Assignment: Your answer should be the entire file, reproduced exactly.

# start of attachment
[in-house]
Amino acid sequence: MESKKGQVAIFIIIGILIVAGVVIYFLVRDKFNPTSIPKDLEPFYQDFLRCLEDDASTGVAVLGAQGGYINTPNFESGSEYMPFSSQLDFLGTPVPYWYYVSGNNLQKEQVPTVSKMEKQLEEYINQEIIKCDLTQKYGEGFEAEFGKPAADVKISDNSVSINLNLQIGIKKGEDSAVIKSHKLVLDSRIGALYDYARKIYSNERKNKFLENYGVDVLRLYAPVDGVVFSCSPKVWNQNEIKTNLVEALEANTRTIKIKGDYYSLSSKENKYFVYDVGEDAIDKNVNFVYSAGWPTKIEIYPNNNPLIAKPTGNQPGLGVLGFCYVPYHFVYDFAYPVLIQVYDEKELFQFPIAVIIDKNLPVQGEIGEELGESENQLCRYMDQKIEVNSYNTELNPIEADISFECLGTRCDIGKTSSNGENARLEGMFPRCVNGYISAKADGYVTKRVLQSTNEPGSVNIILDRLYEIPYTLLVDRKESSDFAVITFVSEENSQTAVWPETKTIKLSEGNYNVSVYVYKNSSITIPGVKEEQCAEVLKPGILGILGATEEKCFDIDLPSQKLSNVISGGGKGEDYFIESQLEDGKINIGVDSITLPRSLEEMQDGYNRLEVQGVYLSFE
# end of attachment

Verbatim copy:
[in-house]
Amino acid sequence: MESKKGQVAIFIIIGILIVAGVVIYFLVRDKFNPTSIPKDLEPFYQDFLRCLEDDASTGVAVLGAQGGYINTPNFESGSEYMPFSSQLDFLGTPVPYWYYVSGNNLQKEQVPTVSKMEKQLEEYINQEIIKCDLTQKYGEGFEAEFGKPAADVKISDNSVSINLNLQIGIKKGEDSAVIKSHKLVLDSRIGALYDYARKIYSNERKNKFLENYGVDVLRLYAPVDGVVFSCSPKVWNQNEIKTNLVEALEANTRTIKIKGDYYSLSSKENKYFVYDVGEDAIDKNVNFVYSAGWPTKIEIYPNNNPLIAKPTGNQPGLGVLGFCYVPYHFVYDFAYPVLIQVYDEKELFQFPIAVIIDKNLPVQGEIGEELGESENQLCRYMDQKIEVNSYNTELNPIEADISFECLGTRCDIGKTSSNGENARLEGMFPRCVNGYISAKADGYVTKRVLQSTNEPGSVNIILDRLYEIPYTLLVDRKESSDFAVITFVSEENSQTAVWPETKTIKLSEGNYNVSVYVYKNSSITIPGVKEEQCAEVLKPGILGILGATEEKCFDIDLPSQKLSNVISGGGKGEDYFIESQLEDGKINIGVDSITLPRSLEEMQDGYNRLEVQGVYLSFE